Any album recorded during the lockdown of 2020 will doubtless be scrutinised for cryptic references. As such, End Of Summer
as a title might hint at something deeper (or darker) than mere seasonal flux. But amidst so much global turmoil, the Espen Eriksen Trio
has held its nerve and created another poignant opus. Tranquility at the centre of chaos.
As a Nordic pianist with a keen awareness of folk ballads and lullabies, Eriksen brings an innocent guile to his craft. Supremely skilled at the keyboard, his philosophy is certainly based on the 'less is more' approach. Thus he offers clear phrasing and charming melodies, tightly drawn into sketches which speak personal volumes, then peacefully close.
The trio's previous outing was a highly sensorial work with saxophonist Andy Sheppard
, but here they revisit the enriched and intensified style of their earlier Never Ending January
(Rune Grammofon, 2015). Eriksen's art has rarely been about astonishing the listener with unexpected twists. His musical blueprint is to quietly enthrall, to capture the halcyon imagery of his thoughts. End Of Summer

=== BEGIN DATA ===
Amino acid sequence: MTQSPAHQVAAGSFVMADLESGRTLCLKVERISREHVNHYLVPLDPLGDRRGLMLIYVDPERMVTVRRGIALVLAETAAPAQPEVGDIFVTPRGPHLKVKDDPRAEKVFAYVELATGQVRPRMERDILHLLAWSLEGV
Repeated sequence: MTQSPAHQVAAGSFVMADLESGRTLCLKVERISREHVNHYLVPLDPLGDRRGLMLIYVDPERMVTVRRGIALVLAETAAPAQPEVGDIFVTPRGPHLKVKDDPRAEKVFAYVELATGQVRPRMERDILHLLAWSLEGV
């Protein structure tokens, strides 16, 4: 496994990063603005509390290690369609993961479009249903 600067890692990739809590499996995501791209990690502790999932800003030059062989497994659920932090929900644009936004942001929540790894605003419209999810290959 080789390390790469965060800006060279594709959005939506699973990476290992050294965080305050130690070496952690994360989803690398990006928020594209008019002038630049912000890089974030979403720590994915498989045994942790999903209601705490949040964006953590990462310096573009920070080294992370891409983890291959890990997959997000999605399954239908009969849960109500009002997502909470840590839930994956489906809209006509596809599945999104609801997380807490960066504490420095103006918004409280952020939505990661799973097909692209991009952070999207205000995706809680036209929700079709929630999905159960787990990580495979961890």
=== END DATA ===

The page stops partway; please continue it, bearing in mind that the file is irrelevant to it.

opens with "Where The River Runs," a light-fingered and lyrical piece whose lead melody is echoed in octave jumps. "Back To Base" has elegiac bass bowings and quietly busy percussion, then "Dancing Demons" takes a deeply focussed study into a sweep of controlled energy. Here we really sense the unit functioning as one entity, with one higher purpose.
The bluesy title track adds loping bass lines and a hint of bossa in the percussion. It also highlights Eriksen's subtle use of a noirish suspense which pops up in many of his numbers, rather like those moments in a Bergman movie when shadows dance across walls or faces. Next up, the cadences on "Transparent Darkness" find Eriksen lingering and reflecting; maybe even lamenting the lost lives of 2020's pandemic.
"A Long Way From Home" uses deft martial snares to propel its yearning lilt, while "Reminiscence" is also aptly titled, a track which tumbles sweetly in its own nostalgia... for what? A lost friendship or love affair, perhaps? Or possibly the life we took for granted before a global virus changed everything.
Their first record as an actual trio for five years, End Of Summer
marks a new and optimistic season for Eriksen's band. Informed by the moods and emotions of its circumstances, this is an exemplary album.
Where The River Runs; Back To Base; Dancing Demons; End Of Summer; Transparent Darkness; A Long Way From